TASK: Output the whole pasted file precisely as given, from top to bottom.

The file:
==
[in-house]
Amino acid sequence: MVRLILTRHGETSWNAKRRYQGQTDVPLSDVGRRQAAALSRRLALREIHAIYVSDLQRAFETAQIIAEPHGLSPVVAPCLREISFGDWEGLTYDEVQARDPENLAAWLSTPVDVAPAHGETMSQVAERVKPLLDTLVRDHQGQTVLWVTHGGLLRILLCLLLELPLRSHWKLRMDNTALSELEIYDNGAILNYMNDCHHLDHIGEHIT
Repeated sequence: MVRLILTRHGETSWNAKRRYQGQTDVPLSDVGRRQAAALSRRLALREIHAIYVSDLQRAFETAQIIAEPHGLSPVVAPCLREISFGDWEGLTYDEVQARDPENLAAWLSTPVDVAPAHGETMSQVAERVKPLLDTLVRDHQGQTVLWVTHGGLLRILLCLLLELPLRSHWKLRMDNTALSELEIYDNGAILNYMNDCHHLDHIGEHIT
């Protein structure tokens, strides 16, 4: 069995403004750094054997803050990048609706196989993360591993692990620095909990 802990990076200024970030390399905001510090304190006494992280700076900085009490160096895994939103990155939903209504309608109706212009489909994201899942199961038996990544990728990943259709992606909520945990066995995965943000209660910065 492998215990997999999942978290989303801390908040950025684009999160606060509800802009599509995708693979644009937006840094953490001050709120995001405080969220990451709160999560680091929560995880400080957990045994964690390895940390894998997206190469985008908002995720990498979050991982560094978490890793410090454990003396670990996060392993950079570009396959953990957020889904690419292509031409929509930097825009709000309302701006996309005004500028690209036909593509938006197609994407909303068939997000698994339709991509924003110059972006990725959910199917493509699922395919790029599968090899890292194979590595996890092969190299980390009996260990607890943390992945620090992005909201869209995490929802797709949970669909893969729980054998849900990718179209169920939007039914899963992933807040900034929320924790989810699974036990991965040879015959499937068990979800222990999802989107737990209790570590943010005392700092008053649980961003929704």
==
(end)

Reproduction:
[in-house]
Amino acid sequence: MVRLILTRHGETSWNAKRRYQGQTDVPLSDVGRRQAAALSRRLALREIHAIYVSDLQRAFETAQIIAEPHGLSPVVAPCLREISFGDWEGLTYDEVQARDPENLAAWLSTPVDVAPAHGETMSQVAERVKPLLDTLVRDHQGQTVLWVTHGGLLRILLCLLLELPLRSHWKLRMDNTALSELEIYDNGAILNYMNDCHHLDHIGEHIT
Repeated sequence: MVRLILTRHGETSWNAKRRYQGQTDVPLSDVGRRQAAALSRRLALREIHAIYVSDLQRAFETAQIIAEPHGLSPVVAPCLREISFGDWEGLTYDEVQARDPENLAAWLSTPVDVAPAHGETMSQVAERVKPLLDTLVRDHQGQTVLWVTHGGLLRILLCLLLELPLRSHWKLRMDNTALSELEIYDNGAILNYMNDCHHLDHIGEHIT
């Protein structure tokens, strides 16, 4: 069995403004750094054997803050990048609706196989993360591993692990620095909990 802990990076200024970030390399905001510090304190006494992280700076900085009490160096895994939103990155939903209504309608109706212009489909994201899942199961038996990544990728990943259709992606909520945990066995995965943000209660910065 492998215990997999999942978290989303801390908040950025684009999160606060509800802009599509995708693979644009937006840094953490001050709120995001405080969220990451709160999560680091929560995880400080957990045994964690390895940390894998997206190469985008908002995720990498979050991982560094978490890793410090454990003396670990996060392993950079570009396959953990957020889904690419292509031409929509930097825009709000309302701006996309005004500028690209036909593509938006197609994407909303068939997000698994339709991509924003110059972006990725959910199917493509699922395919790029599968090899890292194979590595996890092969190299980390009996260990607890943390992945620090992005909201869209995490929802797709949970669909893969729980054998849900990718179209169920939007039914899963992933807040900034929320924790989810699974036990991965040879015959499937068990979800222990999802989107737990209790570590943010005392700092008053649980961003929704």